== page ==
Demonising the victim no solution to crisis

A migrant child looks through a fence cutting off access to the outside world. Photo:  Peinado Romero

A migrant child looks through a fence cutting off access to the outside world. Photo:  Peinado Romero

In the not-too-distant past, it was almost impossible to get governments and institutions to discuss migration, although it was not as if it was not happening. Undeveloped nations churned out migrants in silence, rather than admit failure, and wealthy receiving nations welcomed the young, healthy, educated and highly skilled workers with silent gratitude and blinkered eyes.

Wealthy nations needed migrants to do the dirty, dangerous and difficult jobs that local populations shunned. Western nations criticised their Communist counterparts for denying their citizens the right to migrate, but when the walls came down and a new global order began to emerge, some media and politicians began to raise fears in alarmist language describing migrants as “swamp and swarms.” 

The policies of free trade and movement of capital ignored the corresponding need of free movement of people. Thinly populated nations in the new trading blocks of North America, the European Union and the Asian Basin did not consider the needs of the population abundant nations of North and Central Africa, South Asia, Central America and Eastern Europe in their financial equations.

These large, underemployed populations began to recognise that international investment was moving towards wealthy countries, while their own nations were only offering low paid jobs in industries turning out cheap products for export to more affluent regions that they themselves could not afford to buy.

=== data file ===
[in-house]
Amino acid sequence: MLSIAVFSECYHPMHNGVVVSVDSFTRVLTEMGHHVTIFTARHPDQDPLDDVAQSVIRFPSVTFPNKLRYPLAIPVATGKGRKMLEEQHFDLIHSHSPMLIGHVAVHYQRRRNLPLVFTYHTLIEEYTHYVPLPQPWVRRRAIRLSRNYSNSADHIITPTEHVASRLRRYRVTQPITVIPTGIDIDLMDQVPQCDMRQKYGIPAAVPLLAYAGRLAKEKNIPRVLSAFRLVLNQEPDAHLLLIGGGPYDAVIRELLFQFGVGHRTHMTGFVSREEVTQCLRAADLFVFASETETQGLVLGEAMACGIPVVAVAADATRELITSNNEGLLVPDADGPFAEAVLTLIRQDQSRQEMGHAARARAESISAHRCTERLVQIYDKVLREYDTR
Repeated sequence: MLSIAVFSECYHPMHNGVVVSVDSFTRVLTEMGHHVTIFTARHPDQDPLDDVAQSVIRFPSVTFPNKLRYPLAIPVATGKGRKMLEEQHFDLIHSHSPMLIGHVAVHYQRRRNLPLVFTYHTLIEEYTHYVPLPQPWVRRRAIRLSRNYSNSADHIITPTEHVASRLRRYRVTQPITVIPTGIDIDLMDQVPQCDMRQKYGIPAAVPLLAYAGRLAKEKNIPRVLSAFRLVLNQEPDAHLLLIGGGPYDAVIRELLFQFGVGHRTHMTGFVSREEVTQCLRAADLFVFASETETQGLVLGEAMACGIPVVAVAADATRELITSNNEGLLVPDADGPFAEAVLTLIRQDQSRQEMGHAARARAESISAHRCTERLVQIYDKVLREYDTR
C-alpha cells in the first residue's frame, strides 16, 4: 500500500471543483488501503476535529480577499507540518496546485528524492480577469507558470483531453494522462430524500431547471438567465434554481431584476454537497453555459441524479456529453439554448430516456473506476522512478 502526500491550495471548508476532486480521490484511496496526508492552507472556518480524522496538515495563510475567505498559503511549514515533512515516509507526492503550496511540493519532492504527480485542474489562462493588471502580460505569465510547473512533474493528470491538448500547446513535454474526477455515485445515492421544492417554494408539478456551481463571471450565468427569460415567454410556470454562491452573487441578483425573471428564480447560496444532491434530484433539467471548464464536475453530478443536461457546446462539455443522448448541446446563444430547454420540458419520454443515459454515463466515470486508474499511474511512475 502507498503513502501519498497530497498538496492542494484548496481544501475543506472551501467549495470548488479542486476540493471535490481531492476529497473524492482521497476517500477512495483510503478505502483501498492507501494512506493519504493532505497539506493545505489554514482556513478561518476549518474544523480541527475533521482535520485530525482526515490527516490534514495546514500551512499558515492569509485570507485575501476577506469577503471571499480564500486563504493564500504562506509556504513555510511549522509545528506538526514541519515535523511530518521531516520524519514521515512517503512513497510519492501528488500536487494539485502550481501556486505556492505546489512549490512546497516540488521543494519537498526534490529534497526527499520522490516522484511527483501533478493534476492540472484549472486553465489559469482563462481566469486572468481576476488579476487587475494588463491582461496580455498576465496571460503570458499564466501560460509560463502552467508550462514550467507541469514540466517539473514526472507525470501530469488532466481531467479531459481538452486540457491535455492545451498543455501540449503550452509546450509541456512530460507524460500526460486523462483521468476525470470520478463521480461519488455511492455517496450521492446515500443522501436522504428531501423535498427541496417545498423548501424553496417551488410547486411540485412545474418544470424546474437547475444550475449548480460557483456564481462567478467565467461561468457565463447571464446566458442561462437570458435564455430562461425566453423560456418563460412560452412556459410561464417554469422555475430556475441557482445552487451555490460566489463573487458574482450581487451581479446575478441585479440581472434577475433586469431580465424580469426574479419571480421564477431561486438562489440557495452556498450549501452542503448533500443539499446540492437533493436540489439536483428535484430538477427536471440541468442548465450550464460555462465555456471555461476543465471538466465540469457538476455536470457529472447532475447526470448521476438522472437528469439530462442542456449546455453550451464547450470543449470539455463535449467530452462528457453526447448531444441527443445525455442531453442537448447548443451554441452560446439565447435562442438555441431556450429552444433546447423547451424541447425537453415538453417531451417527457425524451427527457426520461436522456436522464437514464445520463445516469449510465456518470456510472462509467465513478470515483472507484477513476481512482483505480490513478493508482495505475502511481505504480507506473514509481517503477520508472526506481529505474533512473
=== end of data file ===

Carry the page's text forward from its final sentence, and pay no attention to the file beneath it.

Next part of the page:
International finance centres and banking institutions drained developing nations of the resources needed to develop their own industry and infrastructure. Trade deals between the rich and the undeveloped nations resembled the imbalance of the colonial era. When trawlers invaded the coastlines of the undeveloped nations squeezing the life out of local fishing enterprises, idle boats in search of work began ferrying migrants, most of whom were undocumented, to feed the agricultural industries producing and processing goods, some of which even found their way back to the markets of the poor nations they had fled.

Central to this new global arrangement was a communication system that kept the excluded acutely aware of their plight. University graduates pounding the streets of their home cities heard anecdotal tales of employment opportunities abroad. Choosing a better life abroad over destitution at home is highly tempting, but like millions in the past, these abandoned young people found legal blocks in their way.

Unfazed, they sought informal means of travel. Failure is not a word in the migrant lexicon, and a new dynamic injected into the scenario, human trafficking, helped them avoid it. It is an age-old occupation, recently aided by skills honed from drug smuggling. What was formerly a cottage industry, has now blossomed into a major enterprise.